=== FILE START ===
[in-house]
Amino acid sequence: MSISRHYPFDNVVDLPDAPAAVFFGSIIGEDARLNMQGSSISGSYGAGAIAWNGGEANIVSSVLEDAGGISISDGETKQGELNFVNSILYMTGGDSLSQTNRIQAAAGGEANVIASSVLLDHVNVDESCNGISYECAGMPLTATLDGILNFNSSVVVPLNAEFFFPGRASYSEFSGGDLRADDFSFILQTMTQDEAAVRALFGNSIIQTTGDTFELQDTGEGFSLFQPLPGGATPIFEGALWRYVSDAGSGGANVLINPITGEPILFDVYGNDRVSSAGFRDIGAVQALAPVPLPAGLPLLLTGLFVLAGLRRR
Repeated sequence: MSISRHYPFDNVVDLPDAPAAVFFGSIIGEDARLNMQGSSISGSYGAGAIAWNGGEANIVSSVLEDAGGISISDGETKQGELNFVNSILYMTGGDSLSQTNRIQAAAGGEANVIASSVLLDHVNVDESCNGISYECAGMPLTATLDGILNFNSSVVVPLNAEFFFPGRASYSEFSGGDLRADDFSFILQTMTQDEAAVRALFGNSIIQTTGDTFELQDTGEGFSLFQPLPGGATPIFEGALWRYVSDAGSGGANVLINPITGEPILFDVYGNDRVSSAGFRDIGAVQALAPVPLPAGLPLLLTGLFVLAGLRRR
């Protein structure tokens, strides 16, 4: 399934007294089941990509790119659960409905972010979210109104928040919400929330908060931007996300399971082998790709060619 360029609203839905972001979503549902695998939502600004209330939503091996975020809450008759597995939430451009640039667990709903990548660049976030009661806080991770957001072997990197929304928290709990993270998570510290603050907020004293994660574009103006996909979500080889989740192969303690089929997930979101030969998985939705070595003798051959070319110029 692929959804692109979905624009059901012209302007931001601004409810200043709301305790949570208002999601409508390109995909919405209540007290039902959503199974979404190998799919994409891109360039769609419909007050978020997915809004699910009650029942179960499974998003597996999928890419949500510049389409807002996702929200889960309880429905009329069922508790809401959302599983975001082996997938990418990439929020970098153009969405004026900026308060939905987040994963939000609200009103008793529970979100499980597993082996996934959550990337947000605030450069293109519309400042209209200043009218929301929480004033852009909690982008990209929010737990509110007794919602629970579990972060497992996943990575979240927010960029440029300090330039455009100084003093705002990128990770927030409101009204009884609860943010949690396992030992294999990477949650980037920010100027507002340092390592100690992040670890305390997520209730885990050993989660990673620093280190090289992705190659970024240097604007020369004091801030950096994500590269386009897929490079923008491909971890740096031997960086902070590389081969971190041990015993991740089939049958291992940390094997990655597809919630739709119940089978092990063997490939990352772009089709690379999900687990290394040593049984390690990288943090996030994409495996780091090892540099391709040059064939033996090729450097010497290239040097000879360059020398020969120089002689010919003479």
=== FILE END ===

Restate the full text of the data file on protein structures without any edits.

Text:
[in-house]
Amino acid sequence: MSISRHYPFDNVVDLPDAPAAVFFGSIIGEDARLNMQGSSISGSYGAGAIAWNGGEANIVSSVLEDAGGISISDGETKQGELNFVNSILYMTGGDSLSQTNRIQAAAGGEANVIASSVLLDHVNVDESCNGISYECAGMPLTATLDGILNFNSSVVVPLNAEFFFPGRASYSEFSGGDLRADDFSFILQTMTQDEAAVRALFGNSIIQTTGDTFELQDTGEGFSLFQPLPGGATPIFEGALWRYVSDAGSGGANVLINPITGEPILFDVYGNDRVSSAGFRDIGAVQALAPVPLPAGLPLLLTGLFVLAGLRRR
Repeated sequence: MSISRHYPFDNVVDLPDAPAAVFFGSIIGEDARLNMQGSSISGSYGAGAIAWNGGEANIVSSVLEDAGGISISDGETKQGELNFVNSILYMTGGDSLSQTNRIQAAAGGEANVIASSVLLDHVNVDESCNGISYECAGMPLTATLDGILNFNSSVVVPLNAEFFFPGRASYSEFSGGDLRADDFSFILQTMTQDEAAVRALFGNSIIQTTGDTFELQDTGEGFSLFQPLPGGATPIFEGALWRYVSDAGSGGANVLINPITGEPILFDVYGNDRVSSAGFRDIGAVQALAPVPLPAGLPLLLTGLFVLAGLRRR
């Protein structure tokens, strides 16, 4: 399934007294089941990509790119659960409905972010979210109104928040919400929330908060931007996300399971082998790709060619 360029609203839905972001979503549902695998939502600004209330939503091996975020809450008759597995939430451009640039667990709903990548660049976030009661806080991770957001072997990197929304928290709990993270998570510290603050907020004293994660574009103006996909979500080889989740192969303690089929997930979101030969998985939705070595003798051959070319110029 692929959804692109979905624009059901012209302007931001601004409810200043709301305790949570208002999601409508390109995909919405209540007290039902959503199974979404190998799919994409891109360039769609419909007050978020997915809004699910009650029942179960499974998003597996999928890419949500510049389409807002996702929200889960309880429905009329069922508790809401959302599983975001082996997938990418990439929020970098153009969405004026900026308060939905987040994963939000609200009103008793529970979100499980597993082996996934959550990337947000605030450069293109519309400042209209200043009218929301929480004033852009909690982008990209929010737990509110007794919602629970579990972060497992996943990575979240927010960029440029300090330039455009100084003093705002990128990770927030409101009204009884609860943010949690396992030992294999990477949650980037920010100027507002340092390592100690992040670890305390997520209730885990050993989660990673620093280190090289992705190659970024240097604007020369004091801030950096994500590269386009897929490079923008491909971890740096031997960086902070590389081969971190041990015993991740089939049958291992940390094997990655597809919630739709119940089978092990063997490939990352772009089709690379999900687990290394040593049984390690990288943090996030994409495996780091090892540099391709040059064939033996090729450097010497290239040097000879360059020398020969120089002689010919003479």